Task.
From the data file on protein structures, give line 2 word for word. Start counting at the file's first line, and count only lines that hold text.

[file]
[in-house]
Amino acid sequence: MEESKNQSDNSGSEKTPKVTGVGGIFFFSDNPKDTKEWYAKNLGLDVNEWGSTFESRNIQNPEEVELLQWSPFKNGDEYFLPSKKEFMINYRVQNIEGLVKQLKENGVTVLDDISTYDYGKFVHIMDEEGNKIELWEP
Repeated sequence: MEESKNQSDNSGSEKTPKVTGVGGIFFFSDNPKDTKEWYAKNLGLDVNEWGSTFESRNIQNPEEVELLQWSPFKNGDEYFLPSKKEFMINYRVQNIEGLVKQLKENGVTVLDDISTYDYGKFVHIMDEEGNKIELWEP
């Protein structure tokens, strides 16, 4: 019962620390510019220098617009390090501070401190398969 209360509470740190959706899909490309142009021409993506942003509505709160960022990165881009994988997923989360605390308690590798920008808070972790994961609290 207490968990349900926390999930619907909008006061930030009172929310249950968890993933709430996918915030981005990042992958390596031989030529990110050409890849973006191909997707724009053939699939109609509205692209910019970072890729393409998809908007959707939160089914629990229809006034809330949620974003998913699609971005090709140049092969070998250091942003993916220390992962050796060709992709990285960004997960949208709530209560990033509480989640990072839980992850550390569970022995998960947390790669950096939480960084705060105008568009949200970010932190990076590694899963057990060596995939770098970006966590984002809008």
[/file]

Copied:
Amino acid sequence: MEESKNQSDNSGSEKTPKVTGVGGIFFFSDNPKDTKEWYAKNLGLDVNEWGSTFESRNIQNPEEVELLQWSPFKNGDEYFLPSKKEFMINYRVQNIEGLVKQLKENGVTVLDDISTYDYGKFVHIMDEEGNKIELWEP